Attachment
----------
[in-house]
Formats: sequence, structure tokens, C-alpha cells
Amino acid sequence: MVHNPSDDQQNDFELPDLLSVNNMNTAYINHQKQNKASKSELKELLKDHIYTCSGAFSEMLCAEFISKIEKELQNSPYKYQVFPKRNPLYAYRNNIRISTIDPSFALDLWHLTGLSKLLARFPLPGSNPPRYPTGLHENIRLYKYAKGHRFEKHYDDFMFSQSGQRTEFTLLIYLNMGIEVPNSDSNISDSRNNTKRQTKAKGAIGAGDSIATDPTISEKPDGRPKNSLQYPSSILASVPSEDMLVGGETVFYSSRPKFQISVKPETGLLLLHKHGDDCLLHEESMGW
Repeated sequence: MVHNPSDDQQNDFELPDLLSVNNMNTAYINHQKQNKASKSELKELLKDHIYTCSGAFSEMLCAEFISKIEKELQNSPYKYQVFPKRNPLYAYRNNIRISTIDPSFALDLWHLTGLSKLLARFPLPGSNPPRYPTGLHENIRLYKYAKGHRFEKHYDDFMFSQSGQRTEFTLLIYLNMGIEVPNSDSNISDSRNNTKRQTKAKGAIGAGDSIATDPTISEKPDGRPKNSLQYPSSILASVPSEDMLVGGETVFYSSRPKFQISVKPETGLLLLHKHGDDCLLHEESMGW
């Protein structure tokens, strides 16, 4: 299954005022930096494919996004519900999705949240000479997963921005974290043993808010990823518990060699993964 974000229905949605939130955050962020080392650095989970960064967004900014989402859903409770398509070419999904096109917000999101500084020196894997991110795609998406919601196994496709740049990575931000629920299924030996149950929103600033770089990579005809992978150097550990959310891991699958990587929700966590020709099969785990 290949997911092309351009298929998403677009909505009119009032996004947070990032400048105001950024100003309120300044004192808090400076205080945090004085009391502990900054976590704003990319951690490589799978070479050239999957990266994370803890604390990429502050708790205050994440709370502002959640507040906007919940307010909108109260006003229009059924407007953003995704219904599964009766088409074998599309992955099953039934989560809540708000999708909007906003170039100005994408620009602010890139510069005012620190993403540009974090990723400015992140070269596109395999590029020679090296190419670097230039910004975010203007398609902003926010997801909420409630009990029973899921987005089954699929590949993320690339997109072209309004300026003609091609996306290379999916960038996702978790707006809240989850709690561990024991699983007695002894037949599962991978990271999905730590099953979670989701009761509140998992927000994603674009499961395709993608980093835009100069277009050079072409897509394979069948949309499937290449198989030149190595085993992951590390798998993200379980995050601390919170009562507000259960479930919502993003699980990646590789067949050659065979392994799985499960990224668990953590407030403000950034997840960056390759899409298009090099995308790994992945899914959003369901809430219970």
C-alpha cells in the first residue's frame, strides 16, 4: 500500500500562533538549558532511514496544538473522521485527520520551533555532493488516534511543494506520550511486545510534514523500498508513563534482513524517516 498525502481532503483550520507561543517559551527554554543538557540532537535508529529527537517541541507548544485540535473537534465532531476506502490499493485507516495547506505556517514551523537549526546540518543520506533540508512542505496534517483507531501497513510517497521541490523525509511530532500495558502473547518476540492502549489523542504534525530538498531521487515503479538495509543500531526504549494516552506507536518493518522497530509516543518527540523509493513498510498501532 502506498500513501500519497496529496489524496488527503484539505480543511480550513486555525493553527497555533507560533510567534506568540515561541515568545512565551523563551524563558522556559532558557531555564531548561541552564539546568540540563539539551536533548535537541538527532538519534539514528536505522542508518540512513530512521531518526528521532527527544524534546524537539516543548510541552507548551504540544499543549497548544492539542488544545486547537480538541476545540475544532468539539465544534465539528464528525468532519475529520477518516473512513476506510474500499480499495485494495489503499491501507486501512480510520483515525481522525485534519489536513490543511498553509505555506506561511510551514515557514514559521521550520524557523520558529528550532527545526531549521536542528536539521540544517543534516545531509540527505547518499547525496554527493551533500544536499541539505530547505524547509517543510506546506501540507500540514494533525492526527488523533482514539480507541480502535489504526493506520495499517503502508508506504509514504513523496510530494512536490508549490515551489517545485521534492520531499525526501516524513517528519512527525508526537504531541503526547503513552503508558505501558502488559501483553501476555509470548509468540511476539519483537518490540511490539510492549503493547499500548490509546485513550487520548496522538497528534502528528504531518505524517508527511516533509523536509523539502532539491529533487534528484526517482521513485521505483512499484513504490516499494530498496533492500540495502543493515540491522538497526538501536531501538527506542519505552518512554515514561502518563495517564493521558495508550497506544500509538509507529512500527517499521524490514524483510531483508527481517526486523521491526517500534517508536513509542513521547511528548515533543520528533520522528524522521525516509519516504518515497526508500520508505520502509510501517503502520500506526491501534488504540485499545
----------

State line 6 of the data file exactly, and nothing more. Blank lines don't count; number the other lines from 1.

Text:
C-alpha cells in the first residue's frame, strides 16, 4: 500500500500562533538549558532511514496544538473522521485527520520551533555532493488516534511543494506520550511486545510534514523500498508513563534482513524517516 498525502481532503483550520507561543517559551527554554543538557540532537535508529529527537517541541507548544485540535473537534465532531476506502490499493485507516495547506505556517514551523537549526546540518543520506533540508512542505496534517483507531501497513510517497521541490523525509511530532500495558502473547518476540492502549489523542504534525530538498531521487515503479538495509543500531526504549494516552506507536518493518522497530509516543518527540523509493513498510498501532 502506498500513501500519497496529496489524496488527503484539505480543511480550513486555525493553527497555533507560533510567534506568540515561541515568545512565551523563551524563558522556559532558557531555564531548561541552564539546568540540563539539551536533548535537541538527532538519534539514528536505522542508518540512513530512521531518526528521532527527544524534546524537539516543548510541552507548551504540544499543549497548544492539542488544545486547537480538541476545540475544532468539539465544534465539528464528525468532519475529520477518516473512513476506510474500499480499495485494495489503499491501507486501512480510520483515525481522525485534519489536513490543511498553509505555506506561511510551514515557514514559521521550520524557523520558529528550532527545526531549521536542528536539521540544517543534516545531509540527505547518499547525496554527493551533500544536499541539505530547505524547509517543510506546506501540507500540514494533525492526527488523533482514539480507541480502535489504526493506520495499517503502508508506504509514504513523496510530494512536490508549490515551489517545485521534492520531499525526501516524513517528519512527525508526537504531541503526547503513552503508558505501558502488559501483553501476555509470548509468540511476539519483537518490540511490539510492549503493547499500548490509546485513550487520548496522538497528534502528528504531518505524517508527511516533509523536509523539502532539491529533487534528484526517482521513485521505483512499484513504490516499494530498496533492500540495502543493515540491522538497526538501536531501538527506542519505552518512554515514561502518563495517564493521558495508550497506544500509538509507529512500527517499521524490514524483510531483508527481517526486523521491526517500534517508536513509542513521547511528548515533543520528533520522528524522521525516509519516504518515497526508500520508505520502509510501517503502520500506526491501534488504540485499545